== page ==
Last week you experimented with the Switch Zoo website/app to create your own animal.
This was my creation... the Tigno…
This week we are going to find out more about the animals which we have created.
Think about the questions below...
- What does it look like?
- How does it move?
- Where does it live?
- What does it eat?
It may help you to use the websites below to build a profile of your animal.
The template below may help you to think about how to organise your ideas - if you are lucky enough to have access to a printer, there is also a printable version.
Your task is to collect data from people in your household and people you are able to talk to over the phone. In maths, we have learnt about collecting data, tally charts and bar graphs so now is your chance to show what you can remember.
Think of a question you would like to ask people (that you can safely talk to). What is your favourite food? What type of exercise have you been doing? What is your favourite Pokémon? What pets do you have at home?
The examples of a tally chart and bar graph below answer the question: 'What is your favourite insect?'
You need to create a tally chart so that you can record the answers people give you.
TIP: One tally (I) represents one person's answer.
When you have asked all the people you can ask and you have put the responses into a tally chart, you then put this data into a bar graph (like the one below)
As you can see, the tally chart shows that 6 people like bees and then this data has been put into the bar graph above. Remember to add a title (What is your favourite insect?), x axis label (type of insect) and y axis label (number of people).
Challenge: Can you write some questions for the people in your household to answer using your graph? For example - How many people like ladybirds and bees? How many people were asked in total?
Who remembers our food chain unit in science? Here is a little reminder about what a food chain is and how they work.
Your science task for this week is to look out for animals and living things (like plants and flowers) outside. This could be in your garden or during your hour of exercise during the day. Once you spot a living thing, ask yourself the following questions: Is it a producer? Is it a consumer? What does it eat to survive? Is it eaten by anything?
For example - You see a squirrel (consumer) it eats plants (producer) but squirrels are eaten by foxes.
Once you have spotted your living thing and answered the questions above, draw the food chain it belongs to.
PLANT → SQUIRREL → FOX
Could you present it in a creative way?
Challenge: Think of your favourite animal – Draw the food chain they belong to.
History - mummification
The Ancient Egyptians are famous for using mummification to preserve the bodies of their dead.
Use the websites below to answer these questions, as well as any others you may have about mummification:
- Why did the Egyptians' mummify bodies?
- How did they do this?
- Was everyone mummified when they died?
- Who was the God of mummification?
- Who are the most famous mummies of all time?
Can you mummify your own orange?
You will need:
- an orange
- spoon and bowl
- kitchen roll or toilet roll
- a knife (ask an adult to help you use it!)
- bandages (strips of a cotton type material will be fine such as an old sheet or cleaning cloth)
- a pin
1. Cut a cross at the top of your orange using the knife. Ask an adult to help you do this!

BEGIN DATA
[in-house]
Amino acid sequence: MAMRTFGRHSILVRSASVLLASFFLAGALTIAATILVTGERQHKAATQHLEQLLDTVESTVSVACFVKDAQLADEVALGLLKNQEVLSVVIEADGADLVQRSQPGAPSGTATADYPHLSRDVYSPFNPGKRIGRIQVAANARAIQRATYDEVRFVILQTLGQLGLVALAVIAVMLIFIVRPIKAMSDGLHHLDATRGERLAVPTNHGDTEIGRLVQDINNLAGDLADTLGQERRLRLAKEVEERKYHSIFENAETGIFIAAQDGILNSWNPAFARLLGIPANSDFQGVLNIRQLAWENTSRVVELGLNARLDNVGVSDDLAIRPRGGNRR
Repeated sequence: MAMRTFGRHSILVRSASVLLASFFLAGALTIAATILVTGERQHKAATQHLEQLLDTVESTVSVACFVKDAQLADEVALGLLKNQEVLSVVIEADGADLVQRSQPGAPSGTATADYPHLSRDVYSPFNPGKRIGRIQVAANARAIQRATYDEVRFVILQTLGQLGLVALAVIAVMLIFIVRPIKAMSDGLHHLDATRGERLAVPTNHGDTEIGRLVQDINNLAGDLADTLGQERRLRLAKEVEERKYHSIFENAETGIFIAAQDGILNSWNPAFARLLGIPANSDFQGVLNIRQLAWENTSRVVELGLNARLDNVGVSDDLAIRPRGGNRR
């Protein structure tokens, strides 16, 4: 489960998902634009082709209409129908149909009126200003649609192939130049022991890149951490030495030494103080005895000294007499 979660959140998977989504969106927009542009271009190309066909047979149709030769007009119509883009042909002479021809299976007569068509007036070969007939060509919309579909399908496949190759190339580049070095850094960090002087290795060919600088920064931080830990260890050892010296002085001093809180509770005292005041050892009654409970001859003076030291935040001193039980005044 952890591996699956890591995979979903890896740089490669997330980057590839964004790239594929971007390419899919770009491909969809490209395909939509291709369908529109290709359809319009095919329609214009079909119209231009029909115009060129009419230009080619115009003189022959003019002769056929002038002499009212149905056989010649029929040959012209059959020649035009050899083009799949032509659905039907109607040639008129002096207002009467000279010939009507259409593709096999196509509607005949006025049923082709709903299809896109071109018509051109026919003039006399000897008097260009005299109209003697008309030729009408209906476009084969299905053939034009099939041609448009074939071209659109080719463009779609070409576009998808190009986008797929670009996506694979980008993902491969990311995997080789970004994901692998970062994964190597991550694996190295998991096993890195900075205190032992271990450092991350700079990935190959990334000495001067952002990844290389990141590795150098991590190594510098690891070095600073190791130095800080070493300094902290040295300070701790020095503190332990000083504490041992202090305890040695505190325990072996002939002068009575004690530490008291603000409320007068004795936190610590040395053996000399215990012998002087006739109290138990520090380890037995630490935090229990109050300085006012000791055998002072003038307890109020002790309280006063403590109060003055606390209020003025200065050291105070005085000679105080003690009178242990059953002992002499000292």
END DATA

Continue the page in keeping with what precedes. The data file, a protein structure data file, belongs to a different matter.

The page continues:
2. Now hold the orange over the bowl and scoop out the insides. Be careful this can get messy!
3. Using kitchen or toilet roll, gently dry the insides of the skin to absorb any left over juices.
4. Now fill the orange skin with salt. (You can add some bicarbonate of soda too if you have any at home, but its not necessary if not).
5. Now its time to wrap up your orange like a mummy. You may need a second person to help you do this. Make sure the slit at the top of the orange is pushed together and then wrap it tightly with the bandage or cotton strips.
6. When it is completely covered, tie a knot at the top or secure the bandages with a pin. Ask a grown up to help.
7. Your orange now needs to be kept in a warm, dry place. An airing cupboard is a good idea if you have one. If not, try near a radiator.
8. It can take a while for mummification to happen. Check your orange regularly (every few days) to see what it looks like - you will be able to see it shrink and darken over time, just like a real mummy.
The photos below show you the instructions described above. You might want to think about any other objects which could be mummified in this way. Don't forget to send us your photos when you try mummifying - we cant wait to see. email@example.com
Art - Can you make a rainbow?
Rainbows can be seen everywhere, particularly at the moment because they are seen as a sign of hope and cheer. I know lots of you have made rainbows and added them to your windows for the world to see. But... can you make a real rainbow at home?
The video below explains how a real rainbow is formed.
Time to try to make your own rainbow!
All you will need is...
- a glass of water
- white paper
- colouring pencils
- a torch
How to create a rainbow. (You may need a little bit of help from an adult).
1. Place a glass of water on the edge of a table so a little bit hangs off the edge. Be very careful not to knock it off.
2. Shine the torch through the glass at the top. Adjust the angle until the light falls onto the paper below.
3. Colour over the light on the paper to create your own rainbow.
Top tip: turn off the lights to see the rainbow more clearly.
There are lots of ways to make rainbows at home. The video below shows a different way. Don't forget to send in photos or videos of your rainbows - we would love to see them!